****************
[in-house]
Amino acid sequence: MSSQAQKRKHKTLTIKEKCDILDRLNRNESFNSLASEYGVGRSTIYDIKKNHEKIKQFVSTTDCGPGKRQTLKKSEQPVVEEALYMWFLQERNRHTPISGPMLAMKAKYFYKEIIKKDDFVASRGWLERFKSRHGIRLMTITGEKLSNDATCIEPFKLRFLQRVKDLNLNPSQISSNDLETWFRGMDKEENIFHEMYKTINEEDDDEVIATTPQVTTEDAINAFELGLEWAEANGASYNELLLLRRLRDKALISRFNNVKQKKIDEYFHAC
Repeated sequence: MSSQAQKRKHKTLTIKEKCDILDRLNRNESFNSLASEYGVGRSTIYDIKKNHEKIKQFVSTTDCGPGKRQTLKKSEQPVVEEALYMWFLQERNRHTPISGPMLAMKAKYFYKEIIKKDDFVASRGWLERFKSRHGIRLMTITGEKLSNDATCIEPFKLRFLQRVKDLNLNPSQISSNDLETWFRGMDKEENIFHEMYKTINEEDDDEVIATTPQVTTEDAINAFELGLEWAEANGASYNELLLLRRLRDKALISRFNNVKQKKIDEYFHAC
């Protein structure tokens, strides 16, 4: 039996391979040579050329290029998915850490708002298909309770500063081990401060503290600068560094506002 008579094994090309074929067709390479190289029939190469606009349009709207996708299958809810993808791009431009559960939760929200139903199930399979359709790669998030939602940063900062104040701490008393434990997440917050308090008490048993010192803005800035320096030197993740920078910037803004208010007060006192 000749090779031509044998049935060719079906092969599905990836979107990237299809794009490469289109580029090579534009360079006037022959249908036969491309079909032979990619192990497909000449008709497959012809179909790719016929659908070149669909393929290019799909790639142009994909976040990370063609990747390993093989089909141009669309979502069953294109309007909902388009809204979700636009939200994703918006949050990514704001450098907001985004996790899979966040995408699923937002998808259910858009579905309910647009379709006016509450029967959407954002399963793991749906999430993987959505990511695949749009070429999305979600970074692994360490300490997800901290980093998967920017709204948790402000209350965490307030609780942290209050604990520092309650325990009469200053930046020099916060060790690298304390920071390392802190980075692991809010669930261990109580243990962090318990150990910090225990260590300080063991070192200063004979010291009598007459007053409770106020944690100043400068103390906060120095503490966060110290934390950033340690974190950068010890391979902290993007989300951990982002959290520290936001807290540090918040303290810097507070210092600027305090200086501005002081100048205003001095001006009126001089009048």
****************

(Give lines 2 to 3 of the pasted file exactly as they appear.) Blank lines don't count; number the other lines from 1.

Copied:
Amino acid sequence: MSSQAQKRKHKTLTIKEKCDILDRLNRNESFNSLASEYGVGRSTIYDIKKNHEKIKQFVSTTDCGPGKRQTLKKSEQPVVEEALYMWFLQERNRHTPISGPMLAMKAKYFYKEIIKKDDFVASRGWLERFKSRHGIRLMTITGEKLSNDATCIEPFKLRFLQRVKDLNLNPSQISSNDLETWFRGMDKEENIFHEMYKTINEEDDDEVIATTPQVTTEDAINAFELGLEWAEANGASYNELLLLRRLRDKALISRFNNVKQKKIDEYFHAC
Repeated sequence: MSSQAQKRKHKTLTIKEKCDILDRLNRNESFNSLASEYGVGRSTIYDIKKNHEKIKQFVSTTDCGPGKRQTLKKSEQPVVEEALYMWFLQERNRHTPISGPMLAMKAKYFYKEIIKKDDFVASRGWLERFKSRHGIRLMTITGEKLSNDATCIEPFKLRFLQRVKDLNLNPSQISSNDLETWFRGMDKEENIFHEMYKTINEEDDDEVIATTPQVTTEDAINAFELGLEWAEANGASYNELLLLRRLRDKALISRFNNVKQKKIDEYFHAC